Blink: Not what it’s blurbed to be

“Trust your instincts. Don’t think — blink,” says the blurb.

But I am beginning to have doubts about my instincts after reading this.

“Blink is all about those moments when we ‘know’ something without really knowing why,” says the blurb.

But I thought the book showed our first impressions could be both right and wrong.

The blurb adds, “This book shows how we can hone our instinctive ability to know in an instant, helping us to bring out the best in our thinking and become better decision-makers in our homes, offices and everyday lives.”

If that’s the lesson this book has to offer, sorry, I didn’t get it at all.  I went through the stories about the Greek statue, Warren Harding, the cola tests, the Aeron chair and the women classical musicians and came to the conclusion that first impressions can be both right and wrong. Gladwell explains why they can be both right and wrong, and how to get them right. But the process — what he calls “thin-slicing”, looking at only the relevant details — is not easy. For to judge a musician, you have to listen to the music only, but to judge a cola, it’s not enough to take a sip, you have to drink the whole can.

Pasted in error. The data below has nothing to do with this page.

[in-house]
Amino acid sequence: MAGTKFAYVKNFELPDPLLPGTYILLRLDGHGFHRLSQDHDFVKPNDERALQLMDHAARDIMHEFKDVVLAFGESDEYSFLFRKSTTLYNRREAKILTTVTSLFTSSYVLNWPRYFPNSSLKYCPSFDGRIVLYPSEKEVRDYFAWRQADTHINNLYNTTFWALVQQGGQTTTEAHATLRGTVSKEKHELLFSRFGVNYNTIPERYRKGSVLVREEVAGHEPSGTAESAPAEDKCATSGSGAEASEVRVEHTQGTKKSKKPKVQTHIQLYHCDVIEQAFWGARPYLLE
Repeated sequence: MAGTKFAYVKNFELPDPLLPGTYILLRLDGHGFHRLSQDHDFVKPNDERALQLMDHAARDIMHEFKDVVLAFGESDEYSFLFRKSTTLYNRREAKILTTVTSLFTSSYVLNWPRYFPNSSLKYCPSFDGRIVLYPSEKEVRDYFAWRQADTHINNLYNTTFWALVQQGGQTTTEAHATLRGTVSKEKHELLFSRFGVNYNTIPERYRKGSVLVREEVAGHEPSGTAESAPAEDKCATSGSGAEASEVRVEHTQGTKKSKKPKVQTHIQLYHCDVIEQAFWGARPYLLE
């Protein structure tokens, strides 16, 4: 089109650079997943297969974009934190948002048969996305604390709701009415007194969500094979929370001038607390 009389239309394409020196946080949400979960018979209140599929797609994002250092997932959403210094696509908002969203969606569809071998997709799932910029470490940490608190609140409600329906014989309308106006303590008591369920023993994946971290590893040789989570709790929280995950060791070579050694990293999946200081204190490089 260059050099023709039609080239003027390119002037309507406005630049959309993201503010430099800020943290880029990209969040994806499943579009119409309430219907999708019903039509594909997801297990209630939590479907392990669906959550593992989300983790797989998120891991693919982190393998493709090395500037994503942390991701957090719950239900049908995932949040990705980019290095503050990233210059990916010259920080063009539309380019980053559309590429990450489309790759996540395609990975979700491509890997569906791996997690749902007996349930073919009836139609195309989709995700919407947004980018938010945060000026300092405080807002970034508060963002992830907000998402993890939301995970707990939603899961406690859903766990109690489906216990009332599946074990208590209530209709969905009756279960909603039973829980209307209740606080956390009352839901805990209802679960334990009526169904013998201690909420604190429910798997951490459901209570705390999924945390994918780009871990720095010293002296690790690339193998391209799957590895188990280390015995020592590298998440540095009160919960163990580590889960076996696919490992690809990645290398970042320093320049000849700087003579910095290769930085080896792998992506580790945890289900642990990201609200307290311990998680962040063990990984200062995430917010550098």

If there’s anything else I learnt from this book, it’s the wisdom of the old saying: Never judge a book by its cover. Or its blurb. You could be disappointed.

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